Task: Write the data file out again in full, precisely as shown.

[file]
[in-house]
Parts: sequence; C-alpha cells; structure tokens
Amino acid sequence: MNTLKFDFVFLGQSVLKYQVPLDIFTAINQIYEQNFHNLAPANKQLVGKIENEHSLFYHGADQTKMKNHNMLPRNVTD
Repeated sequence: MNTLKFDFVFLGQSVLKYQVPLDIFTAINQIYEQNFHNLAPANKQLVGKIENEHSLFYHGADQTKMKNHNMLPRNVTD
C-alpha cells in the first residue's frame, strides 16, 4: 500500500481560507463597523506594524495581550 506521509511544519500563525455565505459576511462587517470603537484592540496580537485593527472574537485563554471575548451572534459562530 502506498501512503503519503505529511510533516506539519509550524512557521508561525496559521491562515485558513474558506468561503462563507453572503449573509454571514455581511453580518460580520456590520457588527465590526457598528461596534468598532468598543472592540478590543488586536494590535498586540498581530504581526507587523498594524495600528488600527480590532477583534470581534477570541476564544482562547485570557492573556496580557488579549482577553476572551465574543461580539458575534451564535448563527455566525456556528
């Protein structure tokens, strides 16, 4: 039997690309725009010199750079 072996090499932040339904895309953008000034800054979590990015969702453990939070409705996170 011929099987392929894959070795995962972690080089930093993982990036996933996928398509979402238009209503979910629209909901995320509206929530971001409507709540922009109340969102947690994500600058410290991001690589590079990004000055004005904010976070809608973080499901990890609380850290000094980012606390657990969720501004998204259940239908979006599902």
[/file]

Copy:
[in-house]
Parts: sequence; C-alpha cells; structure tokens
Amino acid sequence: MNTLKFDFVFLGQSVLKYQVPLDIFTAINQIYEQNFHNLAPANKQLVGKIENEHSLFYHGADQTKMKNHNMLPRNVTD
Repeated sequence: MNTLKFDFVFLGQSVLKYQVPLDIFTAINQIYEQNFHNLAPANKQLVGKIENEHSLFYHGADQTKMKNHNMLPRNVTD
C-alpha cells in the first residue's frame, strides 16, 4: 500500500481560507463597523506594524495581550 506521509511544519500563525455565505459576511462587517470603537484592540496580537485593527472574537485563554471575548451572534459562530 502506498501512503503519503505529511510533516506539519509550524512557521508561525496559521491562515485558513474558506468561503462563507453572503449573509454571514455581511453580518460580520456590520457588527465590526457598528461596534468598532468598543472592540478590543488586536494590535498586540498581530504581526507587523498594524495600528488600527480590532477583534470581534477570541476564544482562547485570557492573556496580557488579549482577553476572551465574543461580539458575534451564535448563527455566525456556528
């Protein structure tokens, strides 16, 4: 039997690309725009010199750079 072996090499932040339904895309953008000034800054979590990015969702453990939070409705996170 011929099987392929894959070795995962972690080089930093993982990036996933996928398509979402238009209503979910629209909901995320509206929530971001409507709540922009109340969102947690994500600058410290991001690589590079990004000055004005904010976070809608973080499901990890609380850290000094980012606390657990969720501004998204259940239908979006599902």